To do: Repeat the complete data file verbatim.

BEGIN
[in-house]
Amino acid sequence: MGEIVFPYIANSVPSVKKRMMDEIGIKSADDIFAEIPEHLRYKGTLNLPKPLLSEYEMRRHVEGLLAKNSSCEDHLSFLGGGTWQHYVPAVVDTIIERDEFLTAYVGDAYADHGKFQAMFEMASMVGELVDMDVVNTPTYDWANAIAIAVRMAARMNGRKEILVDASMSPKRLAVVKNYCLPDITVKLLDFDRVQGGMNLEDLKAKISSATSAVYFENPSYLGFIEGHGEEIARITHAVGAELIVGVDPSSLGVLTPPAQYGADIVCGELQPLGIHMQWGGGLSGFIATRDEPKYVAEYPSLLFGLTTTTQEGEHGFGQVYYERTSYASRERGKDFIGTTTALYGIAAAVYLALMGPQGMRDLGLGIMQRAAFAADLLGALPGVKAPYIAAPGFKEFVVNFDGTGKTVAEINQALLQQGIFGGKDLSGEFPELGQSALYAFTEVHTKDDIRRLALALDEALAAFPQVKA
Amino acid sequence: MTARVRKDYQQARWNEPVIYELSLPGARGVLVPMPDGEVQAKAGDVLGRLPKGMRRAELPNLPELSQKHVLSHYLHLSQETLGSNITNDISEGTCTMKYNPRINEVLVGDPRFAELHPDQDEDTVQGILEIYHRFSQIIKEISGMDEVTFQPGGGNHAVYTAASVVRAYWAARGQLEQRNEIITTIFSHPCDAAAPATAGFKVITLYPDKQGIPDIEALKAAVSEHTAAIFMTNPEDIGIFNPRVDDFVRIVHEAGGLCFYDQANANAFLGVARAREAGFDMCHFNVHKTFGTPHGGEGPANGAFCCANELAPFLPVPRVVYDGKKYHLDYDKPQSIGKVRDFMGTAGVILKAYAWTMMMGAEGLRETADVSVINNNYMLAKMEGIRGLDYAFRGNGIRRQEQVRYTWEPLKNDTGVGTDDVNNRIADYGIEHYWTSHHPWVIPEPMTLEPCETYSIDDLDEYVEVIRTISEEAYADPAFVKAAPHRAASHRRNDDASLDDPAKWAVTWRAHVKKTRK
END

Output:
[in-house]
Amino acid sequence: MGEIVFPYIANSVPSVKKRMMDEIGIKSADDIFAEIPEHLRYKGTLNLPKPLLSEYEMRRHVEGLLAKNSSCEDHLSFLGGGTWQHYVPAVVDTIIERDEFLTAYVGDAYADHGKFQAMFEMASMVGELVDMDVVNTPTYDWANAIAIAVRMAARMNGRKEILVDASMSPKRLAVVKNYCLPDITVKLLDFDRVQGGMNLEDLKAKISSATSAVYFENPSYLGFIEGHGEEIARITHAVGAELIVGVDPSSLGVLTPPAQYGADIVCGELQPLGIHMQWGGGLSGFIATRDEPKYVAEYPSLLFGLTTTTQEGEHGFGQVYYERTSYASRERGKDFIGTTTALYGIAAAVYLALMGPQGMRDLGLGIMQRAAFAADLLGALPGVKAPYIAAPGFKEFVVNFDGTGKTVAEINQALLQQGIFGGKDLSGEFPELGQSALYAFTEVHTKDDIRRLALALDEALAAFPQVKA
Amino acid sequence: MTARVRKDYQQARWNEPVIYELSLPGARGVLVPMPDGEVQAKAGDVLGRLPKGMRRAELPNLPELSQKHVLSHYLHLSQETLGSNITNDISEGTCTMKYNPRINEVLVGDPRFAELHPDQDEDTVQGILEIYHRFSQIIKEISGMDEVTFQPGGGNHAVYTAASVVRAYWAARGQLEQRNEIITTIFSHPCDAAAPATAGFKVITLYPDKQGIPDIEALKAAVSEHTAAIFMTNPEDIGIFNPRVDDFVRIVHEAGGLCFYDQANANAFLGVARAREAGFDMCHFNVHKTFGTPHGGEGPANGAFCCANELAPFLPVPRVVYDGKKYHLDYDKPQSIGKVRDFMGTAGVILKAYAWTMMMGAEGLRETADVSVINNNYMLAKMEGIRGLDYAFRGNGIRRQEQVRYTWEPLKNDTGVGTDDVNNRIADYGIEHYWTSHHPWVIPEPMTLEPCETYSIDDLDEYVEVIRTISEEAYADPAFVKAAPHRAASHRRNDDASLDDPAKWAVTWRAHVKKTRK